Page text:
Take the 2-minute tour ×
Stack Overflow is a question and answer site for professional and enthusiast programmers. It's 100% free, no registration required.

I am eager to build an application with Gwt and App Engine. I'm more familiar with App Engine: creating dynamic html pages with servlets and jsp's. I'm wondering however, if this type of application technology belongs with GWT?

The two examples I can foresee being a problem are login and database retrieval.

For user log-in, my current approach is simple: at the beginning of a servlet, check if the user object exists. If it does, show the page. If it doesn't, redirect to Google's login service. How does this model fit in with GWT? It seems to me that GWT compiles into static html/javascript/css files you place on your server. With this approach, it doesn't seem possible to do any server processing to check for a vlid user before serving the static page (because any user could just bypass the servlet and type the static page url directly).

The other example would be show data from the app engine datastore. If i wanted to create a table which each row being an entry from the data store, I would dynamiclly create the html in a servlet, and do my datastore access there etc, etc. It seems with GWT I would have to serve a container html page, then use ajax to load the database content after the fact?

Maybe GWT isn't right for my type of application, or maybe I'm just thing about web application development the wrong way. Some clarification would be appreciated.

share|improve this question

1 Answer 1

up vote 1 down vote accepted

In a over simplified sense, a typical GWT app will work like this:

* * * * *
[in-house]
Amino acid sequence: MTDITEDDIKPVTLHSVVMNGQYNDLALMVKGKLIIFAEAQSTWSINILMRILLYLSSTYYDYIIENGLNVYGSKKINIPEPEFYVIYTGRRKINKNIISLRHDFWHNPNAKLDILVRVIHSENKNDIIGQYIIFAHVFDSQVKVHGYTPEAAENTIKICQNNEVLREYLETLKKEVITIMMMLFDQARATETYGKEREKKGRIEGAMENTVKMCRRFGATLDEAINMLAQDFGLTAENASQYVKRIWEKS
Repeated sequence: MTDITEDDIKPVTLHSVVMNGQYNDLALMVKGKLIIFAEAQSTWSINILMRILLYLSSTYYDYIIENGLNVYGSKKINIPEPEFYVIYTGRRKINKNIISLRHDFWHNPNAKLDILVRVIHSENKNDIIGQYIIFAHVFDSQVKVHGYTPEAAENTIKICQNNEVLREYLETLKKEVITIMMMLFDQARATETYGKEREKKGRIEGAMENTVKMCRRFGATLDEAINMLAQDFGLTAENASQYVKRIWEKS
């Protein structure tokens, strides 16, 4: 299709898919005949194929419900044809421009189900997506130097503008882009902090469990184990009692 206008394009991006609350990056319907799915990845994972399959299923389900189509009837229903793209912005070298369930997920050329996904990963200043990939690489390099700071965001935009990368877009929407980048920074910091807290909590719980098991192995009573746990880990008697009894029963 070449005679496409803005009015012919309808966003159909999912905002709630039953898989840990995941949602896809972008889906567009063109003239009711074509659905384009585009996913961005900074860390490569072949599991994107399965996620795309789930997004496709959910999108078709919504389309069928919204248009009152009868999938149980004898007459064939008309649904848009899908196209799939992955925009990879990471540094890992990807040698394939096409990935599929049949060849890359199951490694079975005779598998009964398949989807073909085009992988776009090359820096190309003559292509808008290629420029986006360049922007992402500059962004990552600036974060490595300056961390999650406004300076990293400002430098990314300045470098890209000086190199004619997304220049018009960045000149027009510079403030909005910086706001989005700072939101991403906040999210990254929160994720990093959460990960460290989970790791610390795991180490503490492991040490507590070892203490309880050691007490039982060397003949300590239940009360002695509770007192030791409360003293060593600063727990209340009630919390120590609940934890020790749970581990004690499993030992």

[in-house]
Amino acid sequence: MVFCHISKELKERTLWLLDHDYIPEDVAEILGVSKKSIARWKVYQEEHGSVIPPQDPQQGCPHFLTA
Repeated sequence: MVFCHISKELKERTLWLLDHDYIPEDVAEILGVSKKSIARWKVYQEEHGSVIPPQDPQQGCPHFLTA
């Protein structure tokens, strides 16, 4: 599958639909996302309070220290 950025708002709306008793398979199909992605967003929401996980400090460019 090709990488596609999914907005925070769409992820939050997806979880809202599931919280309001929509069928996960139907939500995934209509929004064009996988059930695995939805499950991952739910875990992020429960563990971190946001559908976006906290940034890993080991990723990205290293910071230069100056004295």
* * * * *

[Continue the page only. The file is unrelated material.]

1. User navigates to your web page. Their browser uses a static url(s) to download all the javascript, css, and images necessary to run your app.

  2. From now on, every time a user presses a button or otherwise interacts with the page, data is retrieved via an AJAX call. So yes, they might download your app before logging in, but all your security sensitive data would only be returned via an ajax call, giving you the chance to validate their identity however you wish (cookie, user/pass, etc)

This is basically what you describe in your second example about loading data from the datastore. It sounds like you think this is bad for some reason, but you don't say why.

share|improve this answer
Thanks for the response, and I agree now that I understand this framework a little better. For anybody else reading this and thinking along the same lines as me previously, the key misunderstanding I had was that GWT works via javascript. What i mean is, you can have any html resource you want, and wrap it with GWT later. this means, you can still dynamically crated your html pages (via jsp for example), then wrap them with GWT javascript on the client. –  darren Nov 28 '09 at 0:16

Your Answer


By posting your answer, you agree to the privacy policy and terms of service.

Not the answer you're looking for? Browse other questions tagged or ask your own question.